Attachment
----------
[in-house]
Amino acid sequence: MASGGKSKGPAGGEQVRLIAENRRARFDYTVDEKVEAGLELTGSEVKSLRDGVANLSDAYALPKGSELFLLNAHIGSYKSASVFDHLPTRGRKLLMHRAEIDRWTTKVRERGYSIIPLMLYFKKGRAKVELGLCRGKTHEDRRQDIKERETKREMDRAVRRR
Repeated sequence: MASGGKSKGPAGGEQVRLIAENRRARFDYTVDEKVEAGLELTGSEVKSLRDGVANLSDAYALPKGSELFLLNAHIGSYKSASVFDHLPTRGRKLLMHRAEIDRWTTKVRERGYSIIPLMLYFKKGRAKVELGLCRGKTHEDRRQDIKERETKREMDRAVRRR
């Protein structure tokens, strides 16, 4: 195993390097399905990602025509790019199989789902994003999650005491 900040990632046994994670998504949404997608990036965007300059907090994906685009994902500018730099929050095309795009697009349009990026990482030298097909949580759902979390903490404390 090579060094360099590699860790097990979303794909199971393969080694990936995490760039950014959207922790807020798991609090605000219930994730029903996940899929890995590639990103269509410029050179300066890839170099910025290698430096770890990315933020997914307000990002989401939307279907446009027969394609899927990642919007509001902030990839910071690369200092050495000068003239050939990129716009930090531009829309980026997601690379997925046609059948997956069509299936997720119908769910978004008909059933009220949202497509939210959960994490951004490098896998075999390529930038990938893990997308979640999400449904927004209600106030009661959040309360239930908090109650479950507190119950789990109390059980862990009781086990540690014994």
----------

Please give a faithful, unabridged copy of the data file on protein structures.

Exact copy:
[in-house]
Amino acid sequence: MASGGKSKGPAGGEQVRLIAENRRARFDYTVDEKVEAGLELTGSEVKSLRDGVANLSDAYALPKGSELFLLNAHIGSYKSASVFDHLPTRGRKLLMHRAEIDRWTTKVRERGYSIIPLMLYFKKGRAKVELGLCRGKTHEDRRQDIKERETKREMDRAVRRR
Repeated sequence: MASGGKSKGPAGGEQVRLIAENRRARFDYTVDEKVEAGLELTGSEVKSLRDGVANLSDAYALPKGSELFLLNAHIGSYKSASVFDHLPTRGRKLLMHRAEIDRWTTKVRERGYSIIPLMLYFKKGRAKVELGLCRGKTHEDRRQDIKERETKREMDRAVRRR
């Protein structure tokens, strides 16, 4: 195993390097399905990602025509790019199989789902994003999650005491 900040990632046994994670998504949404997608990036965007300059907090994906685009994902500018730099929050095309795009697009349009990026990482030298097909949580759902979390903490404390 090579060094360099590699860790097990979303794909199971393969080694990936995490760039950014959207922790807020798991609090605000219930994730029903996940899929890995590639990103269509410029050179300066890839170099910025290698430096770890990315933020997914307000990002989401939307279907446009027969394609899927990642919007509001902030990839910071690369200092050495000068003239050939990129716009930090531009829309980026997601690379997925046609059948997956069509299936997720119908769910978004008909059933009220949202497509939210959960994490951004490098896998075999390529930038990938893990997308979640999400449904927004209600106030009661959040309360239930908090109650479950507190119950789990109390059980862990009781086990540690014994």